Book Notes: The Dark Tower, by Stephen King

The man in black fled across the desert, and the Gunslinger followed…

If that sentence is familiar, then you’ve read the Dark Tower, or at least the first book. I recently finished reading this seven-volume fantasy series by our century’s Dickens, Stephen King. Fantasy? Well, technically; King imagined it as a fantasy series, akin to Tolkien, but there are no elves, magic spells or wizards. There are some strange things in the stories, but much of what happens is caused by men and women. Okay, there are time shifts, magic doors, and very, very strange creatures (such as a sentient monorail), but it’s a kind of fantasy borne of westerns, not faux-medieval societies.

For several reasons, I’m very tempted to re-read the books. (And if you’ve finished the series, you’ll probably know why.) It’s one of the richest series of popular fiction I know of. It’s full of interesting characters, ideas and events, and King’s writing throughout sparkles. (I’m a big fan of King as a writer, even if many of his books don’t turn me on.) It’s set in a post-apocalyptic world – that of The Stand, a novel King wrote in the late 70s. But it’s set in other worlds as well – “Go then, there are other worlds than these.” Reading these books, one gets attached to the characters and their ka, or their fate.

King wrote this series over a period of some thirty years. He began writing them in the late 70s – around the time of The Stand – and didn’t finish until 2003. He wrote the first four books, then took a long time off; it was, in part, the fans who wanted to see more of the story who prodded King to continue and write the final three books. When he did, he went back and tidied up the first four books to make everything fit with his new vision.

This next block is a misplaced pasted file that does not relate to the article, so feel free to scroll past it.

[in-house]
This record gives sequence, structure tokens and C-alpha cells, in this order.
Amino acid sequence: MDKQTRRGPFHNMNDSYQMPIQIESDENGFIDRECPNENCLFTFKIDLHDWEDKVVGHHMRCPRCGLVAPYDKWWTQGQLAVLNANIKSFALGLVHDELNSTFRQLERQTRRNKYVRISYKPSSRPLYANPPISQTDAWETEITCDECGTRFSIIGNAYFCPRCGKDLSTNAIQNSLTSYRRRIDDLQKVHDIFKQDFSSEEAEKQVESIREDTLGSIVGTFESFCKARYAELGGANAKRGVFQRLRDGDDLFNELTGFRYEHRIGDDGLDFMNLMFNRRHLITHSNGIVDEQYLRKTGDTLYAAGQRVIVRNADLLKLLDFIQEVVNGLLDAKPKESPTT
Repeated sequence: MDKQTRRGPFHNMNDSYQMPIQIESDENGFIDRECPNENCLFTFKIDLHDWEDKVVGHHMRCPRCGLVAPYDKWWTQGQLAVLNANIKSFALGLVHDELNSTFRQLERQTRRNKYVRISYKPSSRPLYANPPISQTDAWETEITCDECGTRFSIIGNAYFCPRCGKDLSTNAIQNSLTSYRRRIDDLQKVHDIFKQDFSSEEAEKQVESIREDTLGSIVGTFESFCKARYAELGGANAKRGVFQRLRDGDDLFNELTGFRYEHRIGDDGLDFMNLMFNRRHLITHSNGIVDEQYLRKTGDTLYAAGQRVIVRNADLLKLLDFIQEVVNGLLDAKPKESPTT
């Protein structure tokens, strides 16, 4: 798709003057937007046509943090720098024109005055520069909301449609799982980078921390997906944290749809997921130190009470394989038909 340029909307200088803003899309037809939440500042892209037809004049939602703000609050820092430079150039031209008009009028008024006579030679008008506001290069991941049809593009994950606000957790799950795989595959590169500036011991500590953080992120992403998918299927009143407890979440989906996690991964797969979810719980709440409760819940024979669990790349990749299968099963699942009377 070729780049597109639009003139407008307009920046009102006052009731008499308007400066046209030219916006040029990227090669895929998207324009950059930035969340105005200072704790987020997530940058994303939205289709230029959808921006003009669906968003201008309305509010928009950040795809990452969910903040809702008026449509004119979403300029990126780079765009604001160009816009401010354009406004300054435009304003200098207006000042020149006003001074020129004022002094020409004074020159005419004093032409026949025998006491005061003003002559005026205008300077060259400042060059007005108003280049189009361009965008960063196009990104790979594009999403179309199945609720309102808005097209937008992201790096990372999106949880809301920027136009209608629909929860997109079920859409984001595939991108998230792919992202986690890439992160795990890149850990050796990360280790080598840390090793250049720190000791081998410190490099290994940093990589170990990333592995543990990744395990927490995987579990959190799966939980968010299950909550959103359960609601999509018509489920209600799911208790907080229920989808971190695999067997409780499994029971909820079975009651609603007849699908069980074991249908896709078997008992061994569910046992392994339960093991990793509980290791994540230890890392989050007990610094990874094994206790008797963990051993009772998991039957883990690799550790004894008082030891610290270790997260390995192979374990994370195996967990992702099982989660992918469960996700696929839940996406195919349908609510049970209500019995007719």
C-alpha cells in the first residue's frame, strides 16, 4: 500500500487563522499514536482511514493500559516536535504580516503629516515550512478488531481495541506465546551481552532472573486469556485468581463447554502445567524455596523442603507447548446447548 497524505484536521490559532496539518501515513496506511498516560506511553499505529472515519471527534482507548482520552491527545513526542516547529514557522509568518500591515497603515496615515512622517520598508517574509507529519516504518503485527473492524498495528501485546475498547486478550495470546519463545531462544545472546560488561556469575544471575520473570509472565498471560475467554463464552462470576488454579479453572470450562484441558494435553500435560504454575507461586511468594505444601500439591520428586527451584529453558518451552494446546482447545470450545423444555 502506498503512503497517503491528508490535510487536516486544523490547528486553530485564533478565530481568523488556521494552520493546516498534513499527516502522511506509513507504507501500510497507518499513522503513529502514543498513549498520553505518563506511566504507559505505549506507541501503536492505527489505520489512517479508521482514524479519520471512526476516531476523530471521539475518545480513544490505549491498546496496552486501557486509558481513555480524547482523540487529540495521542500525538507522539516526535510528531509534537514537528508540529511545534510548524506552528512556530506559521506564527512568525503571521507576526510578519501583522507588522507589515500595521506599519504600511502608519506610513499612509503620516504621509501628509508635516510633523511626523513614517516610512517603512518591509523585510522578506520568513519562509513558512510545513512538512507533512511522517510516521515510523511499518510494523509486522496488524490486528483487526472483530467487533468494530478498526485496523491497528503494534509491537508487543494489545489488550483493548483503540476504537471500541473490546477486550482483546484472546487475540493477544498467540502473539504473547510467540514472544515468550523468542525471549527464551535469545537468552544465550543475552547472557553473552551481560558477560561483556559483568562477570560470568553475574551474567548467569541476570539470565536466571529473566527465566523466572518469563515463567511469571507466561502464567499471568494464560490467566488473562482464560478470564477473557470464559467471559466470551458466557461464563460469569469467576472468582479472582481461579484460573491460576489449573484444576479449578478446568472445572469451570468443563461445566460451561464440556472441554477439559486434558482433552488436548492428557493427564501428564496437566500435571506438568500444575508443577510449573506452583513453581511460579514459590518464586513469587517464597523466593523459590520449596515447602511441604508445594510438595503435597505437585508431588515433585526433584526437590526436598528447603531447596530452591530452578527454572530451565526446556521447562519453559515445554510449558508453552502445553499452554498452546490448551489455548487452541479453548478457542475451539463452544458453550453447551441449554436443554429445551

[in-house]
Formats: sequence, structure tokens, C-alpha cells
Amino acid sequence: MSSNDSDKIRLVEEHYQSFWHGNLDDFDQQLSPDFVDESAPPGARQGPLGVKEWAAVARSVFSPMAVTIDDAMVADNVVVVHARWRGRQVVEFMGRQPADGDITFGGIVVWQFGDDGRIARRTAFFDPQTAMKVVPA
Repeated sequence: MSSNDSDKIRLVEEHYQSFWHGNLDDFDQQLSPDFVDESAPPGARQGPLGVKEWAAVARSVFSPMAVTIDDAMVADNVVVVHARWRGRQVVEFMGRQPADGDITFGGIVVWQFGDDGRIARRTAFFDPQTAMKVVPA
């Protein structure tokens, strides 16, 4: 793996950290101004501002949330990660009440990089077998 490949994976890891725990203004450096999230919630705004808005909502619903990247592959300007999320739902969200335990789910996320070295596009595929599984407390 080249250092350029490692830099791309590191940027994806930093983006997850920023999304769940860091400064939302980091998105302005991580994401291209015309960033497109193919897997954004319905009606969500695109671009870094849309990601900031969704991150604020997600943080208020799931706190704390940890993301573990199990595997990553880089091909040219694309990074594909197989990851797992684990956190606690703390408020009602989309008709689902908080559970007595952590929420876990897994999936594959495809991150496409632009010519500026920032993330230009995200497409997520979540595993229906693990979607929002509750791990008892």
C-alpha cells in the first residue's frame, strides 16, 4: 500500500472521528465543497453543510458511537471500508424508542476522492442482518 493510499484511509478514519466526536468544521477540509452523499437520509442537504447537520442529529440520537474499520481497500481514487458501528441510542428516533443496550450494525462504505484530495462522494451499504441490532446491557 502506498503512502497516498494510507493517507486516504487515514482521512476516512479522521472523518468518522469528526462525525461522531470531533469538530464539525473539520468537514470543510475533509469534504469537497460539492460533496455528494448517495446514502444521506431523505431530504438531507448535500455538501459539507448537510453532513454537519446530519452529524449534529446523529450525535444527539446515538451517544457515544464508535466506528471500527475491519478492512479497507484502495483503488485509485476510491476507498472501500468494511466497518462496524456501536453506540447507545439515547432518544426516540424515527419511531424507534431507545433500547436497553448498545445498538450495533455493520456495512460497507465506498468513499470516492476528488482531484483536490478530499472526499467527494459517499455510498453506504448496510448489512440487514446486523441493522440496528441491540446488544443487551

In addition to these books, there are comics that extend the story (such as The Gunslinger Born, and a few books about the series, including a “concordance”, or a sort of encyclopedia. The world depicted in this series is rich enough for all this, but it’s the books themselves that count: they are a pleasure to read, and the length of the series only makes them better. If you’ve never read this series, and are even slightly a fan of fantasy, I strongly recommend you read them. The first book is short, and you’ll know quickly whether you want to read more. May you have long days and pleasant nights.

Buy books one to four in a box set from Amazon